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Subject Heading for Language of the Diegueño
Resouces on the Language of the Diegueño in the Cuyamaca Library
Yuman-Cochimí Languages: Mohave, Kumeyaay, Cocopah Language, Yuman-Cochim Languages, Havasupai-Hualapai Language, Quechan Language
Call Number: PM 1071 (On Order)
Publication Date: 2010-05-01
Chapters: Mohave, Kumeyaay, Cocopah Language, Yuman-Cochim Languages, Havasupai-Hualapai Language, Quechan Language, Havasupai Language, Paipai Language. Excerpt: Cocopah is a Delta Yuman language of the Yuman-Cochim language family spoken by the Cocopah . It is still being learned by children.Sounds Consonants Cocopah has 21 consonants: Vowels Cocopah has 4 vowels .Cocopah has both short and long vowels. Syllable
Phonetic Elements of the Diegueno Language by
Call Number: PM 1071 .K7 2017
Publication Date: 2010-09-01
This book compares the Diegueño language to the Mohave language. The sounds of each language sound resemblances each other. Detail on the pronunciation between the two languages is given.
Dictionary of Mesa Grande Diegueno: ; 'Iipay Aa-English/English-'Iipay Aa by
Call Number: PM 1071 .Z5 C6 1973 (2 copies)
Publication Date: 1973-01-01
Contents: Preface / Debra Garcia -- Introduction / Margaret Langdon -- References cited -- The alphabet -- How to use the dictionary -- 'Iipay Aa-English -- English-'Iipay Aa -- Grammatical elements.
Abstract: This volume is a dictionary of the Ipai language, also known as 'Iipay or Northern Diegueño. It is the Native American language spoken by the Kumeyaay people of central San Diego County, California. The dictionary is presented in a practical orthography devoid of special symbols, fully capable of representing the sounds of the language. Although no specialized knowledge is required for its use, making the dictionary suitable for both the layman and the scholar, it conforms at the same time to sound principles of linguistic scholarship. The authors have included 'Iipay to English and English to 'Iipay translations to hundreds of words.
Kumeyaay Language Variation, Group Identity, and The Land 1.
This paper reports on the dialect variation across Kumeyaay speech communities, which have long resisted description (Langdon 1991). This paper attempts to bring clarification to the situation, presenting new research findings from an ongoing study of Kumeyaay dialects south of the border, integrating them with the previous literature, and drawing on current linguistic anthropological theory concerning dialect variation and language ideology. It argues that the two indigenous subgroupings of ‘Iipay and Tiipay are distinct both linguistically and historically in terms of social organization to some extent. Hill’s (2001) anthropological model for dialectology, which includes attention to the relation between human ecology, social organization, and two basic types of stance—“localist” vs. “distributed”—as well as Kroskrity’s notion of variationist language ideology, are employed to explain the exuberant lexical variation found between these two dialectal subgroups of the California Yuman language family..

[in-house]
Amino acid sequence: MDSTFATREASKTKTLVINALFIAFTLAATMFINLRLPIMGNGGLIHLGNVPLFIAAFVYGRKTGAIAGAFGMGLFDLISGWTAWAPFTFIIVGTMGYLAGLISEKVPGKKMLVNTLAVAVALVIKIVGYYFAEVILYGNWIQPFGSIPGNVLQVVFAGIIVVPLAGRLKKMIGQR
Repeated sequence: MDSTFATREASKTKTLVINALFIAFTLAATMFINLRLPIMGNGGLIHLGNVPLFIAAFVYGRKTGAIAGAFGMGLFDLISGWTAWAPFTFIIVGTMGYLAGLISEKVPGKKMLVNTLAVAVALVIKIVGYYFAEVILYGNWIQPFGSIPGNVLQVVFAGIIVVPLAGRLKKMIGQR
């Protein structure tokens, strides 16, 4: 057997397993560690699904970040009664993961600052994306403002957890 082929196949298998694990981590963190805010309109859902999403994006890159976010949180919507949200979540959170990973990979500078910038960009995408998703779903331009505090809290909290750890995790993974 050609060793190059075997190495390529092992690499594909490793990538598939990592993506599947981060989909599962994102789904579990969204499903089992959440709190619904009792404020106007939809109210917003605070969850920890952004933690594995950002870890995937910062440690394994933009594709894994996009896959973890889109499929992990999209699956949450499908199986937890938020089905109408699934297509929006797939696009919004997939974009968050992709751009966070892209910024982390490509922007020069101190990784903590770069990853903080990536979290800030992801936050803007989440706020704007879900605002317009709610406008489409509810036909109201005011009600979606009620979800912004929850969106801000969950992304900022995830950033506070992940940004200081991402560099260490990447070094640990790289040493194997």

San Diego County Indian Storytellers DVD Series inthe Cuyamaca Library
Clarence Brown, Sr. : Kumeyaay elder and storyteller, Viejas Reservation
Clarence Brown talks his past and growing up. He talks about how he was not allowed to speak Indian in public school and had to learn English. He tells about how the families of the tribe were offered $2500 to buy a home on the reservation or somewhere else. 14 families choose not to live on the reservation and forfeited their rights to any land or money from the Viejas Reservation. This included any family member that was born into that family.
Jane Duma: Traditional Health
Jane Duma talked about how to use the plants that Mother Nature gave us and what each plant was user for. Teaching examples like Salvia apiana (white sage) make a tea for colds and coughs. Tell how the Kumeyaay do not use drums but, gourds in their songs. The bird songs are very important to the Kumeyaay. She also mention that people on the tribe did not want her teaching the langue to none tribal members. How the dialect is different for each tribe. Then she shows a book called Just before sunset by Lora L. Cline which has Kumeyaay words in the back and another book which is about her mom called Delfina Cuero by Florence Connolly Shipek which both books can be found at Cuyamaca College Library.
Karen Vigneault: Film Student, Kumeyaay Indian
Karen Vigneault talks about her family story. Talks about how there are 14 reservation under the Kumeyaay Nation but, they have their own government. How not much people know about the Kumeyaay due to the lack of teaching. She wants to be a film maker to teach people about the past to the future. Karen is from the Santa Ysabel reservation.
Seventh Generation Singers: East County Reservations
James Main Jr. (Montana) was hired as a youth counselor for the Kumeyaay working with the youth. While working with the youth he organized a drum group called the Seventh Generation Singers. This DVD is about how the group was invited to Grossmont College back in 1998 to play for a class. James talks about the importance of the drum and how the drum is the heart beat of the Native People. He talks how they sit in a circle and how it is sacred. The group plays around 7 songs before each song James talks about the history and meaning of the song. The children age ranged from 7 to 12 years old and are from the east county reservations Campo, Manzanita, and La Posta.